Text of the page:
Anxiety: When to worry and what to do

Written by: Dr Pooky Knightsmith | Published:
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Many students seem to be struggling with anxiety. Dr Pooky Knightsmith discusses how to recognise which students need support and what you can most helpfully do

First things first – we need to understand that anxiety is a perfectly natural response of our bodies and minds that can keep us safe and help us perform at our best.

If we needed to run from a grizzly bear, or over-power an attacker, or win a race, or perform to our best through an entire three-hour exam, we’d struggle without a good dose of anxiety. But sometimes you can have too much of a good thing, and this is something that many pupils are struggling with.

Anxiety can take many forms – you may find pupils becoming more isolated, becoming disproportionately sensitive to feedback or seeming on edge. Less obvious, but common, signs are tiredness (it takes a lot of energy to be anxious for extended periods), irritability (we’re less well able to emotionally regulate when our brain is overrun with anxious thoughts), and a change in attendance or time-keeping.

Where you spot these signs, have an exploratory conversation with the child, or pass your concern on to the relevant member of staff.

The key things that tell us that this has tipped over from manageable, healthy anxiety into something that needs some form of support or intervention are impact and longevity. If a child’s anxiety is having a negative impact on their ability to engage, enjoy and achieve in their normal daily life and if this has been happening for a period of weeks or more then it’s time to intervene.

Depending on the severity of the issue you may want to involve parents, GPs or external agencies such as CAMHS right away, but it is worth recognising that there are many things that a child and their supporting adults can do to improve things too.

In all that you do, it is important not to provide solutions for the child, but rather to work with them to understand the issues and to co-create suggested ways forwards – this will help the child to feel more in control of the issue and will help them develop the skills they need for their on-going wellbeing.

First steps: triage

First, work with the pupil to recognise any immediate triggers or stressors which are weighing heavily on them and making each day more of a struggle than it needs to be.

Consider whether there is anything that can be practically done to relieve some of these stresses. Sometimes something as simple as a homework extension, or being allowed to spend breaktime somewhere quiet can help a pupil to manage. In the first instance, we are trying to help the pupil feel more calm and in control of the situation as well as realising this is not something that they have to tackle alone.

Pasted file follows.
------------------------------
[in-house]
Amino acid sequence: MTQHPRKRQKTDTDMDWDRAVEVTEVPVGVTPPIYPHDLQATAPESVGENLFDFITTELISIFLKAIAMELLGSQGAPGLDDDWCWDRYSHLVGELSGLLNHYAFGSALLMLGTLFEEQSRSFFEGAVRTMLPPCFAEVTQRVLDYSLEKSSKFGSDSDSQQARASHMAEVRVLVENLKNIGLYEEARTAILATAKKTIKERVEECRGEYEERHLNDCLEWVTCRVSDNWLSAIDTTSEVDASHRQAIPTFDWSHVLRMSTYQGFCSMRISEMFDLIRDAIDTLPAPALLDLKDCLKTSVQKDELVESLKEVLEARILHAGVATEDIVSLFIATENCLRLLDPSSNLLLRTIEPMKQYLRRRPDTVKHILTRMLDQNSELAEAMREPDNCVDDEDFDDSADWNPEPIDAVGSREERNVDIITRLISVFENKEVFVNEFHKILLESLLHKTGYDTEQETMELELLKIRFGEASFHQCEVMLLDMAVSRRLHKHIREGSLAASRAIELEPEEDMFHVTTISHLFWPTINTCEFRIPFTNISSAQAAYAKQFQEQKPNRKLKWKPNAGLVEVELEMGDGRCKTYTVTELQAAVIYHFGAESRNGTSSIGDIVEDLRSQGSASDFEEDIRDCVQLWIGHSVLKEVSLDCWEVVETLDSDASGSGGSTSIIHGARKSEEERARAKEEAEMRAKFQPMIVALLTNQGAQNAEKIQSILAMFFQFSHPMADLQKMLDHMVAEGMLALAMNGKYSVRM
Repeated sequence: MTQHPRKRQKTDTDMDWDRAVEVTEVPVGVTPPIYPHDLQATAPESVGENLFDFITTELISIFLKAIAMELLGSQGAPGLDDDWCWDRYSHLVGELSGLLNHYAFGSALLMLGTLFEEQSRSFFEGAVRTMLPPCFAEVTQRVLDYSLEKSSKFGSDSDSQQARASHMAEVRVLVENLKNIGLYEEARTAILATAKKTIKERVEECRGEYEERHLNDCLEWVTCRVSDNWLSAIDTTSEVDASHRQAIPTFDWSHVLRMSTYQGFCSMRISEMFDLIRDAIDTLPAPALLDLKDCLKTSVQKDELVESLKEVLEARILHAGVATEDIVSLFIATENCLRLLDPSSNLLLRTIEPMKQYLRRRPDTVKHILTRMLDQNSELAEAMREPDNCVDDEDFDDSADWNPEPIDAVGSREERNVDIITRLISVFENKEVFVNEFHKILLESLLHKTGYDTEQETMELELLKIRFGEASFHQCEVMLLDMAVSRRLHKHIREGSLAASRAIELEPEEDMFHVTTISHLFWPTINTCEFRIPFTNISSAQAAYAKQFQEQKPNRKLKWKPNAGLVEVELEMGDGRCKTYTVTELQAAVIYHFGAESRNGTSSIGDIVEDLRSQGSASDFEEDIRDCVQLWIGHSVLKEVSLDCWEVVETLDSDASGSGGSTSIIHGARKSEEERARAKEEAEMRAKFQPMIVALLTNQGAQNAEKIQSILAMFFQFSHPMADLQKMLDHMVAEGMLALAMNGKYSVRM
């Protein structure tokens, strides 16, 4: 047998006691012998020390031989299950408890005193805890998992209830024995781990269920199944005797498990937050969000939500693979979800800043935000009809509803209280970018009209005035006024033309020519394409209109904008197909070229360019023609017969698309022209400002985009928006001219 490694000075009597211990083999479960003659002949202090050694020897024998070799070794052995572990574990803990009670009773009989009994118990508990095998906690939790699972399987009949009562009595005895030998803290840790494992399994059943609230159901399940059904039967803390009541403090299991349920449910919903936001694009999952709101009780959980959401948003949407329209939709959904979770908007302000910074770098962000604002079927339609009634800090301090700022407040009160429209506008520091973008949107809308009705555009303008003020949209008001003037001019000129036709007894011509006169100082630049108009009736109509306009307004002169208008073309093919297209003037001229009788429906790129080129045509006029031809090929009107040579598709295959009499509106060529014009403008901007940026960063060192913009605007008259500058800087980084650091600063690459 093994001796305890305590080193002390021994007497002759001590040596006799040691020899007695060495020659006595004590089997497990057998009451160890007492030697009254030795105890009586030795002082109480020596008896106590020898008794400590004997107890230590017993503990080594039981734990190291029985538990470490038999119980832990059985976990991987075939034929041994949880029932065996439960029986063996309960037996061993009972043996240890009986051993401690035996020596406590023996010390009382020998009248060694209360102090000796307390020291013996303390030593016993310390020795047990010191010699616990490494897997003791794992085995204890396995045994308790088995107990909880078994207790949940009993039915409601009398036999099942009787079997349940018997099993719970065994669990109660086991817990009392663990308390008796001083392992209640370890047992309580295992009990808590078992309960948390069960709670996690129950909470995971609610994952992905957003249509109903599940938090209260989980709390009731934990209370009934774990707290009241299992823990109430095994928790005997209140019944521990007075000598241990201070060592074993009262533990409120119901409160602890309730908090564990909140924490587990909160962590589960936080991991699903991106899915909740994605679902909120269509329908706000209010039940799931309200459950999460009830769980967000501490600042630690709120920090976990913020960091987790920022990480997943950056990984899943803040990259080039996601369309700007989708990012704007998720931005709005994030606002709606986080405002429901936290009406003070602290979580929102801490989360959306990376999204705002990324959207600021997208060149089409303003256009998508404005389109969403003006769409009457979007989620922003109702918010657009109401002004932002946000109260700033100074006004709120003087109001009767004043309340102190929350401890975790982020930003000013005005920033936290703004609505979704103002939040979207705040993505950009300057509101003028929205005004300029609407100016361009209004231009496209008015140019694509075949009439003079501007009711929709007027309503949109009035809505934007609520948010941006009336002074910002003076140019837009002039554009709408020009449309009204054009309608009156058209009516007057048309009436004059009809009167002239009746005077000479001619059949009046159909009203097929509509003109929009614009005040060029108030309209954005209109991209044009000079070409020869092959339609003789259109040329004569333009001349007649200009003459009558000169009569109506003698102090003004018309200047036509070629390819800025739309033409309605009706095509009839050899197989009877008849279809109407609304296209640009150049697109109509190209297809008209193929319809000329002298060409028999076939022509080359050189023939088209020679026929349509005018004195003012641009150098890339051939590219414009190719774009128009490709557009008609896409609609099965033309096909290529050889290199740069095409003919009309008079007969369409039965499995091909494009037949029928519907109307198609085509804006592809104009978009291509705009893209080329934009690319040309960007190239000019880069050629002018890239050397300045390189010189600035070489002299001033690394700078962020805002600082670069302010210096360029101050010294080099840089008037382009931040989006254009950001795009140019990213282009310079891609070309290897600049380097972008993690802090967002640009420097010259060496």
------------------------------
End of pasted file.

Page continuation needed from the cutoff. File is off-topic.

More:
Working out who and what their support network consists of is helpful at this stage – and thinking about who it is helpful to talk to about the issue. Parents, friends and teachers will often feature highly on this list.

It can help to tell these people both what the issue is and specifically how they can help as this can make things feel less daunting for everyone and most people will do their best to help when given clear instructions.

Next steps: healthy coping strategies

Next, the pupil needs to develop healthy coping strategies to enable them manage their anxiety on a daily (or sometimes minute by minute) basis. This may be done with your support or the support of a specialist depending on the severity of the issue, but key things that may help are:

  • A regular routine that acknowledges trigger points.
  • A member of staff they can refer to if needed.
  • A range of strategies for calming themselves.
  • Time limits on homework.
  • An emphasis on reinstating regular sleep, exercise and eating patterns.
  • Questioning negative thought patterns.

It can take a little while to develop and embed these new habits, but they are habits for life and will tend only to be truly effective if a young person feels in control of them. While a pupil will find this difficult to manage alone, staff, parents, professionals and friends should take a mentoring or facilitative role in supporting the pupil rather than a guiding one if the pupil is to successfully manage their anxiety in the longer term.

For a wide range of resources about managing anxiety and for a text and information line, visit the Anxiety UK website.

  • Dr Pooky Knightsmith directs the children, young people and schools programme at the Charlie Waller Memorial Trust, a charity that provides fully-funded mental health training to schools. Visit and email or call 01635 869754 to make an enquiry. For more information on the charity itself, visit

Mental Health Advice

Dr Pooky Knightsmith provides regular support and advice in SecEd. Her next article is due to appear on April 27. To read the previous articles in this series, go to If there are specific issues you would like to see addressed, email or tweet @PookyH

Further information

Anxiety UK:


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